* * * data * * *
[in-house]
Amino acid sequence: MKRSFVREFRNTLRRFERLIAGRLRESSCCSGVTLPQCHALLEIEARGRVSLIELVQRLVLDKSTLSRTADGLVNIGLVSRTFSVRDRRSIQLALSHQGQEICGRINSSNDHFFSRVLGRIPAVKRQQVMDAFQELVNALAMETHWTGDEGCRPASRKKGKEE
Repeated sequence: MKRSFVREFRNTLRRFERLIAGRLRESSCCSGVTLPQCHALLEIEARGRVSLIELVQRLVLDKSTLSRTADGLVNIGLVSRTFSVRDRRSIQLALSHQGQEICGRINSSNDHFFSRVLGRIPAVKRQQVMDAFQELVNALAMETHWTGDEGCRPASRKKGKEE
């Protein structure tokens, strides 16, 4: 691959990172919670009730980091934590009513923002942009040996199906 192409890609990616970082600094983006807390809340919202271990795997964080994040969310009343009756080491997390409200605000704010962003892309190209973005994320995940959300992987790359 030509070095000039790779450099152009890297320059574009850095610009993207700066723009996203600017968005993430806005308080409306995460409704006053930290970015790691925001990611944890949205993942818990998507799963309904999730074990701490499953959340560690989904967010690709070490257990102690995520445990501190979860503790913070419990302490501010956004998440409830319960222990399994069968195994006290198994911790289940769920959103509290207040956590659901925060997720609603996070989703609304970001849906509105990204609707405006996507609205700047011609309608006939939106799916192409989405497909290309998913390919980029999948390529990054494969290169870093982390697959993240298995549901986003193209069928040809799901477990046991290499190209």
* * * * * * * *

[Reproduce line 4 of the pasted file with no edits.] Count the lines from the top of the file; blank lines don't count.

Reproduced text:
């Protein structure tokens, strides 16, 4: 691959990172919670009730980091934590009513923002942009040996199906 192409890609990616970082600094983006807390809340919202271990795997964080994040969310009343009756080491997390409200605000704010962003892309190209973005994320995940959300992987790359 030509070095000039790779450099152009890297320059574009850095610009993207700066723009996203600017968005993430806005308080409306995460409704006053930290970015790691925001990611944890949205993942818990998507799963309904999730074990701490499953959340560690989904967010690709070490257990102690995520445990501190979860503790913070419990302490501010956004998440409830319960222990399994069968195994006290198994911790289940769920959103509290207040956590659901925060997720609603996070989703609304970001849906509105990204609707405006996507609205700047011609309608006939939106799916192409989405497909290309998913390919980029999948390529990054494969290169870093982390697959993240298995549901986003193209069928040809799901477990046991290499190209």